Ray Isle linked today to a rather odd little video produced by the people behind Mollydooker, a newish and apparently popular winery from Australia. I’ve not had the wines myself, so I can’t really comment on how they taste. The video, however, speaks well enough for itself:
Okay, so maybe they’ve got a problem with nitrogen during bottling (and why they’re broadcasting this to the world as a funky dance is beyond me), but after watching this video I can’t help but think of one of the biggest problems faced by wineries who use screwcaps: reduction. I’m no chemist and am oversimplifying here (please correct me if I’m wrong!), but to be reduced in the wine world means, essentially, to be a wine starved of oxygen. A wine in a reduced state smells funky, almost like vulcanized rubber or plastic, and one way to get it out of this state is to aerate it–to ‘shake it up’, as it were. I taste a lot of wine and one thing I’ve noticed is that reduction seems to occur most often in the relatively sweet, juicy and alcoholic style so favored by New World/international winemakers; and frequently these wines are sealed with a screwcap which seems to exacerbate the problem (screwcaps are very good at keeping oxygen out). That said, wine bottled with corks can also be reduced, and, in fact as a few winemakers in California have told me, the syrah grape itself might be inherently reductive. So, nitrogen?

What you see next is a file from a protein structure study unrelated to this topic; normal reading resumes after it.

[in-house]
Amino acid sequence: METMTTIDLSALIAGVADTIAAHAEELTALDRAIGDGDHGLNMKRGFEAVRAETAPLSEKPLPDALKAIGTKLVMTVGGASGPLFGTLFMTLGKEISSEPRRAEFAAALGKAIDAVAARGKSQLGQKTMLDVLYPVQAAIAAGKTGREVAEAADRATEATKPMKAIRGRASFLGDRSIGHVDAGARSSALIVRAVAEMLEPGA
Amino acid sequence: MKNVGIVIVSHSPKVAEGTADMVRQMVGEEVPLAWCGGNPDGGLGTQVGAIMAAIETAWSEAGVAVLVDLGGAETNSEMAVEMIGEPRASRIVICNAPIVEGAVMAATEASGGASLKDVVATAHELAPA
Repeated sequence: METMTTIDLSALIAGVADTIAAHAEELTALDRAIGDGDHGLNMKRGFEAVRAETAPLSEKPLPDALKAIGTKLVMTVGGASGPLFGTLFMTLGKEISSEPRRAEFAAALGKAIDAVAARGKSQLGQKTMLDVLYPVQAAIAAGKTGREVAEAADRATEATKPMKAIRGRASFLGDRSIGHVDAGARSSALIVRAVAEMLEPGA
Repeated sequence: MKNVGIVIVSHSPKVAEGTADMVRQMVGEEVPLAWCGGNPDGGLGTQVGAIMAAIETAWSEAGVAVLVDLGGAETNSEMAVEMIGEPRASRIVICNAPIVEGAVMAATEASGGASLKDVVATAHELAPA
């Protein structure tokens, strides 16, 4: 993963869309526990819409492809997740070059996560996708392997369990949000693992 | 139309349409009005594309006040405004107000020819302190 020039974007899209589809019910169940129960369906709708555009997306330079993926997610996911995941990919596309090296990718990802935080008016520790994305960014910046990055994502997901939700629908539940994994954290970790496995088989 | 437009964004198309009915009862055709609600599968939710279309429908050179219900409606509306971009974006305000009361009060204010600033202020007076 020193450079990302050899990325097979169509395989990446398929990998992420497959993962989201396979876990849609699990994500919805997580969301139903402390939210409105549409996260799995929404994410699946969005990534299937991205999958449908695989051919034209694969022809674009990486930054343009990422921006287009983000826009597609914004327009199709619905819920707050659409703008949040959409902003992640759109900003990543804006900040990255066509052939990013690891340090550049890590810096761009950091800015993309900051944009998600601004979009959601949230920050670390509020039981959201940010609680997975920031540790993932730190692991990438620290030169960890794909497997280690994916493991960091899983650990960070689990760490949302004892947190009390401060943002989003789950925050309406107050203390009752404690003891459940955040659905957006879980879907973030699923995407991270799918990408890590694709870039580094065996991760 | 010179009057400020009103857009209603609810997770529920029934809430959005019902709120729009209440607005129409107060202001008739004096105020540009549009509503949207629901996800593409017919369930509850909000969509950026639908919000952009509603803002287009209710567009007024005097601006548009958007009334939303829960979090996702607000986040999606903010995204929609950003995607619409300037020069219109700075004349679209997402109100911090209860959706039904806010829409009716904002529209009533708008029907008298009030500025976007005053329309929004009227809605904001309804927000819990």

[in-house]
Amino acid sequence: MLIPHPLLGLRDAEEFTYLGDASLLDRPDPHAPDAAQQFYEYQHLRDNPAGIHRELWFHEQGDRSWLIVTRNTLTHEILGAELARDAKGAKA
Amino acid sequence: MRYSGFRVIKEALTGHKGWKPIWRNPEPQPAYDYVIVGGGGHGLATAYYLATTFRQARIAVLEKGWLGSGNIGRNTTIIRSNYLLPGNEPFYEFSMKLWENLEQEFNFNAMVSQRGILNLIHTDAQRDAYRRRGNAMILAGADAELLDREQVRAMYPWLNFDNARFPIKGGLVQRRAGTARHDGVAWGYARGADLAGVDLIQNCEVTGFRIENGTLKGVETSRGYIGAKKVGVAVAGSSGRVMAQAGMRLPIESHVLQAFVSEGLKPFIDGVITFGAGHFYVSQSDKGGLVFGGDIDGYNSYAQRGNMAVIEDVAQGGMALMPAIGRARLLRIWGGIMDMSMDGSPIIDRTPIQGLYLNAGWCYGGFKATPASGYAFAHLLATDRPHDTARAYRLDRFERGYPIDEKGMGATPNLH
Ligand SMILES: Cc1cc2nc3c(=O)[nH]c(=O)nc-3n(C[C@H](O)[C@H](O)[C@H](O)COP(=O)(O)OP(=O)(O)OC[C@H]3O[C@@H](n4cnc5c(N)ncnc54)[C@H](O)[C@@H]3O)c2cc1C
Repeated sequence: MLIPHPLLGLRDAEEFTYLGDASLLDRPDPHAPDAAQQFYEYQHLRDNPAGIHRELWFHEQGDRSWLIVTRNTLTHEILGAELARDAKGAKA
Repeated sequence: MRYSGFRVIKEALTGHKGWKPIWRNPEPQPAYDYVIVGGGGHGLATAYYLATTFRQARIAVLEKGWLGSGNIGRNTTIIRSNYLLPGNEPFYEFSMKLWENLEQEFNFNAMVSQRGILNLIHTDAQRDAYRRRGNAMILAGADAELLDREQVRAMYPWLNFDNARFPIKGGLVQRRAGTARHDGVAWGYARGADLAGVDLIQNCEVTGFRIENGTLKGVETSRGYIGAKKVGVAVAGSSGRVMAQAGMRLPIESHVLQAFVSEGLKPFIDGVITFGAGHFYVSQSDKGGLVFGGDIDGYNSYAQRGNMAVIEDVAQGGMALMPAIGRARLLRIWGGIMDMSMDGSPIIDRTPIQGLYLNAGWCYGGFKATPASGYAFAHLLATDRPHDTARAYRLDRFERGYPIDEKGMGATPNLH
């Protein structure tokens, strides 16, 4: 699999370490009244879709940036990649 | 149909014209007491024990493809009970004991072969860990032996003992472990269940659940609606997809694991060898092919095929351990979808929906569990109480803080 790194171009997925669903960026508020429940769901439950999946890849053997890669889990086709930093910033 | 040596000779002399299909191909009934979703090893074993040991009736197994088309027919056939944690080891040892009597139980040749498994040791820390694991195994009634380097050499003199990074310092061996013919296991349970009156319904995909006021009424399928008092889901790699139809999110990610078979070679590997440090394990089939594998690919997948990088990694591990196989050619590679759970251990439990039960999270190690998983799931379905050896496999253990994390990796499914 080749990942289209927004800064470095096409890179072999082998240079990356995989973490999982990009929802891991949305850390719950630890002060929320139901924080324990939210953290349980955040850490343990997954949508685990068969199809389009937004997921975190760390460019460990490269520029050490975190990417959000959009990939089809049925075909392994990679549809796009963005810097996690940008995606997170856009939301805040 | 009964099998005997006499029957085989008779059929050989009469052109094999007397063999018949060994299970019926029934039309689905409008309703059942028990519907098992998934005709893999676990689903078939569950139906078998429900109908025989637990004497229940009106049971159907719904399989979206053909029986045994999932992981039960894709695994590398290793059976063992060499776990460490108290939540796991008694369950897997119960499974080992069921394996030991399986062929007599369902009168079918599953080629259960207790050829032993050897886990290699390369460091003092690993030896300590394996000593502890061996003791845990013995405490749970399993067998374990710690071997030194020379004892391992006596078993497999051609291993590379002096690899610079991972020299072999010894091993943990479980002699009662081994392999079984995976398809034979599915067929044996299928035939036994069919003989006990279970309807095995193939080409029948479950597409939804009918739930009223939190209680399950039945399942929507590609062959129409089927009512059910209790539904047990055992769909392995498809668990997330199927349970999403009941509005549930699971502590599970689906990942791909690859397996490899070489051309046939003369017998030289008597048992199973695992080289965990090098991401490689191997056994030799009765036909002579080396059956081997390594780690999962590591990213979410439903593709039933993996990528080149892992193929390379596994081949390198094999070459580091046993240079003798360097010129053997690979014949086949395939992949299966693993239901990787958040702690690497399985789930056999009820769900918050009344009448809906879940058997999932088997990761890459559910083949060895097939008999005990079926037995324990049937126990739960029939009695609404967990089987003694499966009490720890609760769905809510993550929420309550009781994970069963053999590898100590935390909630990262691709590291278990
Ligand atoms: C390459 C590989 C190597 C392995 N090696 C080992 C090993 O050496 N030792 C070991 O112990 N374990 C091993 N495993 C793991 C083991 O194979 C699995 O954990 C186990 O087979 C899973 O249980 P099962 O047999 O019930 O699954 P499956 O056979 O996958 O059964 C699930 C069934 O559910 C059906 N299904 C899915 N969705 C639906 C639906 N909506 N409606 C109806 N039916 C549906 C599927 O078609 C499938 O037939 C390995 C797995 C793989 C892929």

For some reason I’ve got the Cars in my head now, so below for your viewing and listening pleasure is the classic, ‘Shake it Up’: